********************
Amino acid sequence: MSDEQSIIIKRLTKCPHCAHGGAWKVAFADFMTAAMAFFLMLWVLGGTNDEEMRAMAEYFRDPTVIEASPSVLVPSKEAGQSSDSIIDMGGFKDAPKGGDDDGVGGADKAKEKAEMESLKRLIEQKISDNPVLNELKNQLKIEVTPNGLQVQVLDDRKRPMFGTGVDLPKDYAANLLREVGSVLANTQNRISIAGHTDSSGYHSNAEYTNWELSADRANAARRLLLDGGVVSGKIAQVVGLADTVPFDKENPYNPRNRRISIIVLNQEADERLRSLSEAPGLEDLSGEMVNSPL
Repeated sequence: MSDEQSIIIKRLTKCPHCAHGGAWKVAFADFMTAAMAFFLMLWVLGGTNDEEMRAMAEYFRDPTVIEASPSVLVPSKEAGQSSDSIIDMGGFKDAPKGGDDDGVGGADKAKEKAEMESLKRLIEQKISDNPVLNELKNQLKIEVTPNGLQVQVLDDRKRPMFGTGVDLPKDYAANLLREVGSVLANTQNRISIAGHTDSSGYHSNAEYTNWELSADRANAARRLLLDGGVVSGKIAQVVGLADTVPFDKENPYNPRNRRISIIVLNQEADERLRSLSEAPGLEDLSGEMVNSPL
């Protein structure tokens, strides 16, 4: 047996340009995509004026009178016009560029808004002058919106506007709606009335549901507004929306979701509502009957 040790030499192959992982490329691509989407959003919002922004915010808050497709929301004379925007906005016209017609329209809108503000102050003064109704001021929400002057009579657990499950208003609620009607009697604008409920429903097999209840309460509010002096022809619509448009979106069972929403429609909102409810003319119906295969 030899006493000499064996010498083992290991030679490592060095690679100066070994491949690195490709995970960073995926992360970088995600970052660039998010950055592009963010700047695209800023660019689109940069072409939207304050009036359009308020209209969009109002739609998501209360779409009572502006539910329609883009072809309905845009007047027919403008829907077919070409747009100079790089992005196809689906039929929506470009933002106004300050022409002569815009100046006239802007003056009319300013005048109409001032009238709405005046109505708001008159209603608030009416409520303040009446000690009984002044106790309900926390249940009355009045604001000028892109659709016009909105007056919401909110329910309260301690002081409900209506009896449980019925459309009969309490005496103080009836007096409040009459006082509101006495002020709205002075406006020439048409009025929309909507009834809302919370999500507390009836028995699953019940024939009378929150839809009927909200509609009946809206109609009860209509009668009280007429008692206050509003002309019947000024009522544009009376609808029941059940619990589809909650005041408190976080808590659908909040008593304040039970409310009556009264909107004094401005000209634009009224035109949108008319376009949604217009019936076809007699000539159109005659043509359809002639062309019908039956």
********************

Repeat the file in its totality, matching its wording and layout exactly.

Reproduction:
Amino acid sequence: MSDEQSIIIKRLTKCPHCAHGGAWKVAFADFMTAAMAFFLMLWVLGGTNDEEMRAMAEYFRDPTVIEASPSVLVPSKEAGQSSDSIIDMGGFKDAPKGGDDDGVGGADKAKEKAEMESLKRLIEQKISDNPVLNELKNQLKIEVTPNGLQVQVLDDRKRPMFGTGVDLPKDYAANLLREVGSVLANTQNRISIAGHTDSSGYHSNAEYTNWELSADRANAARRLLLDGGVVSGKIAQVVGLADTVPFDKENPYNPRNRRISIIVLNQEADERLRSLSEAPGLEDLSGEMVNSPL
Repeated sequence: MSDEQSIIIKRLTKCPHCAHGGAWKVAFADFMTAAMAFFLMLWVLGGTNDEEMRAMAEYFRDPTVIEASPSVLVPSKEAGQSSDSIIDMGGFKDAPKGGDDDGVGGADKAKEKAEMESLKRLIEQKISDNPVLNELKNQLKIEVTPNGLQVQVLDDRKRPMFGTGVDLPKDYAANLLREVGSVLANTQNRISIAGHTDSSGYHSNAEYTNWELSADRANAARRLLLDGGVVSGKIAQVVGLADTVPFDKENPYNPRNRRISIIVLNQEADERLRSLSEAPGLEDLSGEMVNSPL
């Protein structure tokens, strides 16, 4: 047996340009995509004026009178016009560029808004002058919106506007709606009335549901507004929306979701509502009957 040790030499192959992982490329691509989407959003919002922004915010808050497709929301004379925007906005016209017609329209809108503000102050003064109704001021929400002057009579657990499950208003609620009607009697604008409920429903097999209840309460509010002096022809619509448009979106069972929403429609909102409810003319119906295969 030899006493000499064996010498083992290991030679490592060095690679100066070994491949690195490709995970960073995926992360970088995600970052660039998010950055592009963010700047695209800023660019689109940069072409939207304050009036359009308020209209969009109002739609998501209360779409009572502006539910329609883009072809309905845009007047027919403008829907077919070409747009100079790089992005196809689906039929929506470009933002106004300050022409002569815009100046006239802007003056009319300013005048109409001032009238709405005046109505708001008159209603608030009416409520303040009446000690009984002044106790309900926390249940009355009045604001000028892109659709016009909105007056919401909110329910309260301690002081409900209506009896449980019925459309009969309490005496103080009836007096409040009459006082509101006495002020709205002075406006020439048409009025929309909507009834809302919370999500507390009836028995699953019940024939009378929150839809009927909200509609009946809206109609009860209509009668009280007429008692206050509003002309019947000024009522544009009376609808029941059940619990589809909650005041408190976080808590659908909040008593304040039970409310009556009264909107004094401005000209634009009224035109949108008319376009949604217009019936076809007699000539159109005659043509359809002639062309019908039956």